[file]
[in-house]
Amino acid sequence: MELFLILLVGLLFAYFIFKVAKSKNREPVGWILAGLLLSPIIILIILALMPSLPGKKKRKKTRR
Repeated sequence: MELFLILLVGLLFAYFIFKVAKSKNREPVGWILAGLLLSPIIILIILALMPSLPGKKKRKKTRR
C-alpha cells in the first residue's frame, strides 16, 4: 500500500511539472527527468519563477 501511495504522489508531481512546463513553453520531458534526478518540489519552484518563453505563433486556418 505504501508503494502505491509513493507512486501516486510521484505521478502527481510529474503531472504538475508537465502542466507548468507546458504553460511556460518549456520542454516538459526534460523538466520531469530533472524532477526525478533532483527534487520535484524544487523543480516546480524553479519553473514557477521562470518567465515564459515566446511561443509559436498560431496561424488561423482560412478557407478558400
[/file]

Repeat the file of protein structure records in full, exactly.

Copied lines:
[in-house]
Amino acid sequence: MELFLILLVGLLFAYFIFKVAKSKNREPVGWILAGLLLSPIIILIILALMPSLPGKKKRKKTRR
Repeated sequence: MELFLILLVGLLFAYFIFKVAKSKNREPVGWILAGLLLSPIIILIILALMPSLPGKKKRKKTRR
C-alpha cells in the first residue's frame, strides 16, 4: 500500500511539472527527468519563477 501511495504522489508531481512546463513553453520531458534526478518540489519552484518563453505563433486556418 505504501508503494502505491509513493507512486501516486510521484505521478502527481510529474503531472504538475508537465502542466507548468507546458504553460511556460518549456520542454516538459526534460523538466520531469530533472524532477526525478533532483527534487520535484524544487523543480516546480524553479519553473514557477521562470518567465515564459515566446511561443509559436498560431496561424488561423482560412478557407478558400